From drunken masters to rumbles in the Bronx, Jackie Chan's career is chock full of goofs and kicks. These ten films capture what makes Chan so magnetic.

Jackie Chan got his first film role way back in 1976, when a rival producer hired him for his obvious action prowess. Now, nearly 40 years later, he is more than a household name. He's a brand, a signature star with an equally recognizable onscreen persona. For many, he was their introduction into the world of Hong Kong cinema. For others, he's the goofy guy speaking broken English to Chris Tucker in the Rush Hour films.

From his grasp of physical comedy to his fearlessness in the face of certain death (until recently, Chan performed all of his own stunts) he's a one of a kind talent whose taken his abilities in directions both reasonable (charity work, political reform) and ridiculous (have your heard about his singing career?).

Now, Chan is back, bringing the latest installment in the long running Police Story franchise to Western shores (subtitled Lockdown, it's been around since 2013), and with it, a reminder of his multifaceted abilities. He's not just an actor. He's also a stunt coordinator and choreographer, a writer, a director, and most importantly, a ceaseless supporter of his country's cinema. With nearly four decades under his (black) belt, it's time to consider Chan's creative cannon. Below you will find our choices for the ten best pictures Jackie Chan's career, everything from the crazy to the classic. While he stuck to formula most of the time, no one made redundancy seem like original spectacle better than he.

Let's start with an oldie but goodie:

10. Operation Condor (Armour of God 2)

Two years after the final pre-Crystal Skull installment of the Indiana Jones films arrived in theaters, Chan was jumping on the adventurer/explorer bandwagon with this wonderful piece of movie mimicry. At the time, it was one of the most expensive Hong Kong movies ever made ($115 million, which translates to about $15 million American). Taking the character of Asian Hawk and turning him into more of a comedic figure would be the way in which Chan expanded his global reach, realizing that humor could help bring people to his otherwise over the top and carefully choreographed fight films -- and it's obviously worked.

9. Wheels on Meals

They are like the Three Stooges of Hong Kong action comedies, a combination so successful that it's amazing they never caught on around the world. Chan, along with director/writer/fight coordinator/actor Sammo Hung and Yuen Biao, all met at the Peking Opera, where they studied martial arts and acrobatics. They then began making movies, including this hilarious romp involving a food truck, a mysterious woman, and lots of physical shtick. While some prefer their other collaborations (Project A, Lucky Stars), this is their most unabashedly silly and fun. Hung remains one of the most underrated directors in all of the genre.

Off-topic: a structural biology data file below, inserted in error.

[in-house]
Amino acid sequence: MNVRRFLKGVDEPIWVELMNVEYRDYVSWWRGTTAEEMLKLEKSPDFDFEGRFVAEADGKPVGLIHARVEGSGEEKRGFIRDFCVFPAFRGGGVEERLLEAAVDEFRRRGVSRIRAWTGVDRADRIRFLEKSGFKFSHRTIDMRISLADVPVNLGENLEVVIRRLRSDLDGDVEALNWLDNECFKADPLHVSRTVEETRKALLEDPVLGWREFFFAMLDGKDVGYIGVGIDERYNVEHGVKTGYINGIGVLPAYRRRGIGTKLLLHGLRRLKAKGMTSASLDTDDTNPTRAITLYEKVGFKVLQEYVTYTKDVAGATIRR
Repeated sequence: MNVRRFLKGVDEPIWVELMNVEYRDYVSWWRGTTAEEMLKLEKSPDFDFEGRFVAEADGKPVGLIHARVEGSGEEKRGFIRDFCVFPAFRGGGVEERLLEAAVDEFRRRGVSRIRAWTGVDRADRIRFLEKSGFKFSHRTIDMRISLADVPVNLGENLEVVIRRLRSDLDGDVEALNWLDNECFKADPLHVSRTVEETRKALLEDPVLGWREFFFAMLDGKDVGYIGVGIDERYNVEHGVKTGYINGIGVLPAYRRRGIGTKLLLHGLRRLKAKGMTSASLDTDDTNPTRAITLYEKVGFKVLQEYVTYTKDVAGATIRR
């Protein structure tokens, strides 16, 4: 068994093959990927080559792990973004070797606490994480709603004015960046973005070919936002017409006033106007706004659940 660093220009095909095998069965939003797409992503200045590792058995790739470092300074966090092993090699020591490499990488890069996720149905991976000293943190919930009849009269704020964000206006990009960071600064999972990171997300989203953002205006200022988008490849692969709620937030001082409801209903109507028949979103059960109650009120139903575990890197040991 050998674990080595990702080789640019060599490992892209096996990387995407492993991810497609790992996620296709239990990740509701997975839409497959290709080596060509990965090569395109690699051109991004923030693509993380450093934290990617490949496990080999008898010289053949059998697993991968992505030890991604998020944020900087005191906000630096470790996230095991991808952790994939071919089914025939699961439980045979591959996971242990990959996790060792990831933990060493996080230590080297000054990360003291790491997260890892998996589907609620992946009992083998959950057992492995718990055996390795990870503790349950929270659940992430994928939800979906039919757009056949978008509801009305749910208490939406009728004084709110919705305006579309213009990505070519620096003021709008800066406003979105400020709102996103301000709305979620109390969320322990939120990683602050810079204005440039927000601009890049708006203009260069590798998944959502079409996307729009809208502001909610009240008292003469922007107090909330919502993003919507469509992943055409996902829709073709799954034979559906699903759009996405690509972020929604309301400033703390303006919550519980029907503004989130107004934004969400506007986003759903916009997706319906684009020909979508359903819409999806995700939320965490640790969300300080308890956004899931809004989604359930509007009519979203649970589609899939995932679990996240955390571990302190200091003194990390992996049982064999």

8. Mr. Nice Guy
Sammo Hung is behind the lens again, this time dealing with Chan's genial chef and a missing mob tape. Basically, an investigative journalist films something she shouldn't, the footage gets mixed up with some of our heroes, and a collection of clever cat and mouse chases ensue. Perhaps one of the best sequences in all of Chan's career occurs in a mall, when a bunch of bad guys come calling to interrupt a cooking demonstration. Most fans have never seen the original film. When New Line picked it up for distribution, it made several editorial and creative cuts. A Japanese release contains the only unaltered version of the effort.

7. Who Am I?

Amnesia. An easy comedic concept, right? Well, leave it to our lead and collaborator Benny Chan (no relation) to take this idea and go crazy with it. The title refers to Chan's post-trauma illness, as well as the name given to him by natives who come across his confused persona. Soon, everyone is referring to our hero by the oddball moniker while major league action set pieces fly by. While Chan is clearly capable of dealing with the demands of physical comedy and slapstick, this is one of the rare occasions when the laughs come from character, not just chaos.

6. Rumble in the Bronx

For many, this was the movie that broke Chan into the US mainstream. Sure, before then, he was a favorite of film fans with access to a video store stocking his foreign titles, but this is the effort that got the attention of Joe and Jane Six Pack. Naturally, as they did with almost all his films, New Line reconfigured it for a domestic audience, and found itself with a huge hit on its hands. Chan purists prefer the original cut, including the cast voices sans dubbing. It was thanks to Rumble that Chan would go on to have a lengthy run in Tinseltown, including those annoying Rush Hour films.